fran drescher nasal voice

Take This Test to See If Your Voice Is Nasal or Not

Posted on Posted in Nasal Voice

When you think of Fran Drescher in her role as The Nanny, what thought first comes to mind? Her beauty or her nasal voice? For many people, their first thought is her whiny voice which, over time, can be quite annoying, even nerve-wracking, for her listeners. While Drescher’s infamous sound is typical of some who live in North Jersey or one of the five boroughs of New York City, nasality doesn’t just affect those in the Big Apple or the Garden State!

Nasality is found in many regions of the United States as well as in some areas of Canada; and, it involves sending more of your vocal sounds through your nose than necessary (or wanted). In the English language, we have 3 nasal sounds – the n, the m, and the ng. All words which have one or more of those sounds are called nasals and they will vibrate in your nose. The problem for those who have excessive nasal sound is that they are sending other sounds through their nose as well.

In addition, if you are sending your non-nasal sounds through your nose when you speak, there is a very good possibility that you are also producing excessive nasality on your nasal sounds, which can make your words even more strident and harsh. Words like many, Maine, finger, and Nancy certainly should vibrate. The question is how much?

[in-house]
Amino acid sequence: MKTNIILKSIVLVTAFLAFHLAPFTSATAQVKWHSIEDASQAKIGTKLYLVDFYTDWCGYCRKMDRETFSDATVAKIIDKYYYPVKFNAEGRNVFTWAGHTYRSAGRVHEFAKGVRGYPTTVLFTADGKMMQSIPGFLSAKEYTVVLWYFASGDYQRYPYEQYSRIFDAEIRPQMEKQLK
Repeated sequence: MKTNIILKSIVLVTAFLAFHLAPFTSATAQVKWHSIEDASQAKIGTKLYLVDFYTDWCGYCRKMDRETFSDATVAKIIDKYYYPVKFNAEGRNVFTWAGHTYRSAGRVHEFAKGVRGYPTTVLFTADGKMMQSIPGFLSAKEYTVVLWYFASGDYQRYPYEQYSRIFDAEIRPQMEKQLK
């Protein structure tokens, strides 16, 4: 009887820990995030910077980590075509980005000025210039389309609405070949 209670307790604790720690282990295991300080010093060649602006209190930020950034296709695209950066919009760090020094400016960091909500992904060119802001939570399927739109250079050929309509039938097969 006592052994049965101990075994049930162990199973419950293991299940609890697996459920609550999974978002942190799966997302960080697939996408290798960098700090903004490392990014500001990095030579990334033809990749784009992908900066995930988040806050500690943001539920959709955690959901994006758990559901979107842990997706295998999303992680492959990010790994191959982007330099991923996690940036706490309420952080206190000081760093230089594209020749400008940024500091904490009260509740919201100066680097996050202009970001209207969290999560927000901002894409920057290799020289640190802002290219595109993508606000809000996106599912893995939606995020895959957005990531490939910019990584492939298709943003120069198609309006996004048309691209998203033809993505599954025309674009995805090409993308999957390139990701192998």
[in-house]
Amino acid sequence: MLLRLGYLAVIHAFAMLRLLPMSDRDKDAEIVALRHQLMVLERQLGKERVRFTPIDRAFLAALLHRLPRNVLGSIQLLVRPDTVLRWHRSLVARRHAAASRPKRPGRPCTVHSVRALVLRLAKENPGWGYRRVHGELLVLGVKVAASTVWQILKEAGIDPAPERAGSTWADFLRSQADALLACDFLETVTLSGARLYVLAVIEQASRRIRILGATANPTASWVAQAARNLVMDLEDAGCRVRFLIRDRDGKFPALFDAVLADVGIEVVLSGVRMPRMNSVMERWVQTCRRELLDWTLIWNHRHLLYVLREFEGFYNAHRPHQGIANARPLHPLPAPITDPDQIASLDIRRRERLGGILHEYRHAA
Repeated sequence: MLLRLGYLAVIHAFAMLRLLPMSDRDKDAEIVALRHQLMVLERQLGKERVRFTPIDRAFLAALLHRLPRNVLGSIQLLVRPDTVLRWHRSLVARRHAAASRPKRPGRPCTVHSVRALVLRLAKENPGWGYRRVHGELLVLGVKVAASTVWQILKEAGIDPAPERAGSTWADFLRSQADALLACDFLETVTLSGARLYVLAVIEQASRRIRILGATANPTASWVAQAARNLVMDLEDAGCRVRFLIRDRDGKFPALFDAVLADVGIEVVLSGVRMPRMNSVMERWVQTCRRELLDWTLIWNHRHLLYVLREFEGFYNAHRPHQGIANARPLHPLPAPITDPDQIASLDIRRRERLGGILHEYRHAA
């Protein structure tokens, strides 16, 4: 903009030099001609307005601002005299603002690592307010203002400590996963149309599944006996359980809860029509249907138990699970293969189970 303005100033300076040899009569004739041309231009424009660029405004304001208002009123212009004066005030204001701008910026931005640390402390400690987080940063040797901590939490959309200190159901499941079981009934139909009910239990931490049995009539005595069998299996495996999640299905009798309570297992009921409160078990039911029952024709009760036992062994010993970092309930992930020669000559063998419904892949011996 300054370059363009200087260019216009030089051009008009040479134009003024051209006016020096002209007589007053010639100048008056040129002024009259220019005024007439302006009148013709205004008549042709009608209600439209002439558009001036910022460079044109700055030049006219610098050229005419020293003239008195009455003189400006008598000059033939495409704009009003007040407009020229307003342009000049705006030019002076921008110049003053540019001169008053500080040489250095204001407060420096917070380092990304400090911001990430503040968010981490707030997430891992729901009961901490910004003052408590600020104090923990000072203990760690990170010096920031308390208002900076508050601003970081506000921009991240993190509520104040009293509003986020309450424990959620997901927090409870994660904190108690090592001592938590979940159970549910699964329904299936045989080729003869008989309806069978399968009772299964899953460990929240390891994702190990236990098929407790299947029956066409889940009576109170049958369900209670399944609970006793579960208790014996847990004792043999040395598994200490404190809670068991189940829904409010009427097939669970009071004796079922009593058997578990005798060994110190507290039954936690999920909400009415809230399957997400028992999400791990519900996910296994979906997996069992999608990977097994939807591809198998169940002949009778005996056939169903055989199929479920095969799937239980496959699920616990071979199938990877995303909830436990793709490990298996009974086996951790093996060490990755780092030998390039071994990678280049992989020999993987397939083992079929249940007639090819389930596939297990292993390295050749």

To see if you are a nose-talker, take this test:

Place your middle fingers on each side of your nose – gently – you are just grazing your nose. There should be no pressure. Now say the word hay. Did you feel any vibration in your nose? If you did, then you have some nasality issues. Next, say the word he, again with your fingers gently grazing your nose. Did you notice any vibration?

In both of these instances, you should not have felt any vibration whatsoever because the words hay and he are not nasals. They have no business coming through your nose when you say them.

Now say the word go. Did you vibrate? Hopefully, you didn’t vibrate on that word because the long o sound is one of the lowest vowel sounds we produce in the back of the mouth and is the least likely to travel through the nasal passages. However, if you did vibrate on that word, then you indeed have a serious issue with extreme nasality.

For the sake of your listeners, learn how to talk without most of your words traveling through your nose for the journey – they will be most grateful.

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If you would like to see a wonderful before and after change for a young woman who wanted to eliminate her nasality, watch Katie on the Before & After page of my website.

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